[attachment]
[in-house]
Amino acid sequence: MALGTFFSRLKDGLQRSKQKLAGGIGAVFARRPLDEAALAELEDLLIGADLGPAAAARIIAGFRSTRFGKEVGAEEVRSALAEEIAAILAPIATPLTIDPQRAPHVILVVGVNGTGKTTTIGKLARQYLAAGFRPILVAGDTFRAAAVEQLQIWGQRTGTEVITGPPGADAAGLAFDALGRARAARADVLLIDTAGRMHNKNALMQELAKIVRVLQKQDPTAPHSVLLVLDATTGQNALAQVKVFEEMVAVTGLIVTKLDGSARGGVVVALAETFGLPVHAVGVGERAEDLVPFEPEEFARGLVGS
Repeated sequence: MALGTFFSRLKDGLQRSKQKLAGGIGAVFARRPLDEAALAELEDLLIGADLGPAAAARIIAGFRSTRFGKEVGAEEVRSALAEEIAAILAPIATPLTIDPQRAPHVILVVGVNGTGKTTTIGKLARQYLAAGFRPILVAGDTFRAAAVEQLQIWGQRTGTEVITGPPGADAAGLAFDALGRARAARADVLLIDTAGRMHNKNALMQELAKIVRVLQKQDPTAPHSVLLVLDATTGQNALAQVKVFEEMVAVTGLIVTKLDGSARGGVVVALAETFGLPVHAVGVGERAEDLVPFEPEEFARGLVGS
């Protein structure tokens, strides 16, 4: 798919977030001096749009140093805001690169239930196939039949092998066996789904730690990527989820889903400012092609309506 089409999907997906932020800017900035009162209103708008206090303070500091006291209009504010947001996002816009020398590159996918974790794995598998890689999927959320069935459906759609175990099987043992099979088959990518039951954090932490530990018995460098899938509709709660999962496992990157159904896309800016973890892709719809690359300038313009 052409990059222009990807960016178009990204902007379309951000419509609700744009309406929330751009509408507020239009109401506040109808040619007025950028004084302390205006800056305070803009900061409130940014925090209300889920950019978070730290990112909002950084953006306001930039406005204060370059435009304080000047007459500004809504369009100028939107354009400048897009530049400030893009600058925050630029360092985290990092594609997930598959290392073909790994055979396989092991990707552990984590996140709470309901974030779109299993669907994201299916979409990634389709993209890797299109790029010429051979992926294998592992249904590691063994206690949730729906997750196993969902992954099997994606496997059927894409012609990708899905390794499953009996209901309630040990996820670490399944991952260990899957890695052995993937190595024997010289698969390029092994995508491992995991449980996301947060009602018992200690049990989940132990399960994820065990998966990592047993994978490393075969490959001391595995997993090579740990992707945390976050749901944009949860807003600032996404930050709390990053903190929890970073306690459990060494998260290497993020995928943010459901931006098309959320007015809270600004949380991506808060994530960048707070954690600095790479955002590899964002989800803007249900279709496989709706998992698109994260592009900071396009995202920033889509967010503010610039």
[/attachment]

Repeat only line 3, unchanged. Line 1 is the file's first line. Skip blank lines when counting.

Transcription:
Repeated sequence: MALGTFFSRLKDGLQRSKQKLAGGIGAVFARRPLDEAALAELEDLLIGADLGPAAAARIIAGFRSTRFGKEVGAEEVRSALAEEIAAILAPIATPLTIDPQRAPHVILVVGVNGTGKTTTIGKLARQYLAAGFRPILVAGDTFRAAAVEQLQIWGQRTGTEVITGPPGADAAGLAFDALGRARAARADVLLIDTAGRMHNKNALMQELAKIVRVLQKQDPTAPHSVLLVLDATTGQNALAQVKVFEEMVAVTGLIVTKLDGSARGGVVVALAETFGLPVHAVGVGERAEDLVPFEPEEFARGLVGS